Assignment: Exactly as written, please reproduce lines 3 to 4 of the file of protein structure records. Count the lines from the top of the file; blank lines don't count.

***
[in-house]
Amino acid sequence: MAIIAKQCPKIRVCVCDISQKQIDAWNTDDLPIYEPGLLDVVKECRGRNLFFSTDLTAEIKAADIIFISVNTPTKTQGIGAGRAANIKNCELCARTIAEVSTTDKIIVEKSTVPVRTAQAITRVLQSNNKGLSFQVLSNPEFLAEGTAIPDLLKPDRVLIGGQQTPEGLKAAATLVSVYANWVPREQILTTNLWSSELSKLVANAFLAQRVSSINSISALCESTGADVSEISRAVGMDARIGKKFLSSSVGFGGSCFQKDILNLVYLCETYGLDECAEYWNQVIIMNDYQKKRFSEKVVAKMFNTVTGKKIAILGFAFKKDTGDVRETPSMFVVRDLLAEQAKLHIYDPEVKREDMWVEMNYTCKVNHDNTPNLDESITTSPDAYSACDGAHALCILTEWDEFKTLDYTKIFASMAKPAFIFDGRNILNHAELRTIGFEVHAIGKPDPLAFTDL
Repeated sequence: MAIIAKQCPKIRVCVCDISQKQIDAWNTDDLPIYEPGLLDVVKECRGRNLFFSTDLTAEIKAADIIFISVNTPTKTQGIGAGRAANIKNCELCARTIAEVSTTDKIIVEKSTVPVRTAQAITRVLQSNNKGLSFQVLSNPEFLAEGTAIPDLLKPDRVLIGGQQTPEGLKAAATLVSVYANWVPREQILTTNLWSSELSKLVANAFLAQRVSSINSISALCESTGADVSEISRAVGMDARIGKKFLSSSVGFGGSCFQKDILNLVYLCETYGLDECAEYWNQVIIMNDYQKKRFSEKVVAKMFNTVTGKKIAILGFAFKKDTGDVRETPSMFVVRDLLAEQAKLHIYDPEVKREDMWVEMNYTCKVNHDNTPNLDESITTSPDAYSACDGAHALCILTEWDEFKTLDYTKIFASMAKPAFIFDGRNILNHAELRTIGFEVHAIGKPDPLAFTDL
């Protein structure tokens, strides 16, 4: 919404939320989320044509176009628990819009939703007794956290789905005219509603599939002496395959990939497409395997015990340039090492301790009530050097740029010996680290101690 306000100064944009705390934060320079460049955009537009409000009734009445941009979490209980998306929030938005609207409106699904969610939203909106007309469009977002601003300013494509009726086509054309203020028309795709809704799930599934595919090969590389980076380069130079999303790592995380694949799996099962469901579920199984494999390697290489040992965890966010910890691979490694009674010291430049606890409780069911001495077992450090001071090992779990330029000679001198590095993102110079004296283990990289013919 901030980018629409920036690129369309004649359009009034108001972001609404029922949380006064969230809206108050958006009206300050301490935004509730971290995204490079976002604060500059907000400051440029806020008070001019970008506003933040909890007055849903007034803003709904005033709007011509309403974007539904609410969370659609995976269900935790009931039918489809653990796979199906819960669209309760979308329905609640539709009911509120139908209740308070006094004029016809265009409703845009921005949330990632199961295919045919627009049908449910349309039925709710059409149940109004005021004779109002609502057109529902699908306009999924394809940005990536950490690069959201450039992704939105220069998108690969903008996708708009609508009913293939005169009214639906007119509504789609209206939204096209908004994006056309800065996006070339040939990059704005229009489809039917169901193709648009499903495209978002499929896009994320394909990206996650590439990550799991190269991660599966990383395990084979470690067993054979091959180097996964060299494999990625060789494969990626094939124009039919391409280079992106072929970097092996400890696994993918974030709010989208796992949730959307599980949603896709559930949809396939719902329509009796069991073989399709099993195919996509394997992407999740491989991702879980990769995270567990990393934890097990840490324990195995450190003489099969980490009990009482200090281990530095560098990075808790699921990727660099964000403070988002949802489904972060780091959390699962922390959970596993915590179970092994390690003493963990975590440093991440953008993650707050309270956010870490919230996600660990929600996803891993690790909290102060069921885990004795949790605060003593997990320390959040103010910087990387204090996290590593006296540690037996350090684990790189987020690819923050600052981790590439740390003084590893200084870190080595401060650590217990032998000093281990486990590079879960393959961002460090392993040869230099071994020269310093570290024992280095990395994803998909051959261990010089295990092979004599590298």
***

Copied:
Repeated sequence: MAIIAKQCPKIRVCVCDISQKQIDAWNTDDLPIYEPGLLDVVKECRGRNLFFSTDLTAEIKAADIIFISVNTPTKTQGIGAGRAANIKNCELCARTIAEVSTTDKIIVEKSTVPVRTAQAITRVLQSNNKGLSFQVLSNPEFLAEGTAIPDLLKPDRVLIGGQQTPEGLKAAATLVSVYANWVPREQILTTNLWSSELSKLVANAFLAQRVSSINSISALCESTGADVSEISRAVGMDARIGKKFLSSSVGFGGSCFQKDILNLVYLCETYGLDECAEYWNQVIIMNDYQKKRFSEKVVAKMFNTVTGKKIAILGFAFKKDTGDVRETPSMFVVRDLLAEQAKLHIYDPEVKREDMWVEMNYTCKVNHDNTPNLDESITTSPDAYSACDGAHALCILTEWDEFKTLDYTKIFASMAKPAFIFDGRNILNHAELRTIGFEVHAIGKPDPLAFTDL
């Protein structure tokens, strides 16, 4: 919404939320989320044509176009628990819009939703007794956290789905005219509603599939002496395959990939497409395997015990340039090492301790009530050097740029010996680290101690 306000100064944009705390934060320079460049955009537009409000009734009445941009979490209980998306929030938005609207409106699904969610939203909106007309469009977002601003300013494509009726086509054309203020028309795709809704799930599934595919090969590389980076380069130079999303790592995380694949799996099962469901579920199984494999390697290489040992965890966010910890691979490694009674010291430049606890409780069911001495077992450090001071090992779990330029000679001198590095993102110079004296283990990289013919 901030980018629409920036690129369309004649359009009034108001972001609404029922949380006064969230809206108050958006009206300050301490935004509730971290995204490079976002604060500059907000400051440029806020008070001019970008506003933040909890007055849903007034803003709904005033709007011509309403974007539904609410969370659609995976269900935790009931039918489809653990796979199906819960669209309760979308329905609640539709009911509120139908209740308070006094004029016809265009409703845009921005949330990632199961295919045919627009049908449910349309039925709710059409149940109004005021004779109002609502057109529902699908306009999924394809940005990536950490690069959201450039992704939105220069998108690969903008996708708009609508009913293939005169009214639906007119509504789609209206939204096209908004994006056309800065996006070339040939990059704005229009489809039917169901193709648009499903495209978002499929896009994320394909990206996650590439990550799991190269991660599966990383395990084979470690067993054979091959180097996964060299494999990625060789494969990626094939124009039919391409280079992106072929970097092996400890696994993918974030709010989208796992949730959307599980949603896709559930949809396939719902329509009796069991073989399709099993195919996509394997992407999740491989991702879980990769995270567990990393934890097990840490324990195995450190003489099969980490009990009482200090281990530095560098990075808790699921990727660099964000403070988002949802489904972060780091959390699962922390959970596993915590179970092994390690003493963990975590440093991440953008993650707050309270956010870490919230996600660990929600996803891993690790909290102060069921885990004795949790605060003593997990320390959040103010910087990387204090996290590593006296540690037996350090684990790189987020690819923050600052981790590439740390003084590893200084870190080595401060650590217990032998000093281990486990590079879960393959961002460090392993040869230099071994020269310093570290024992280095990395994803998909051959261990010089295990092979004599590298």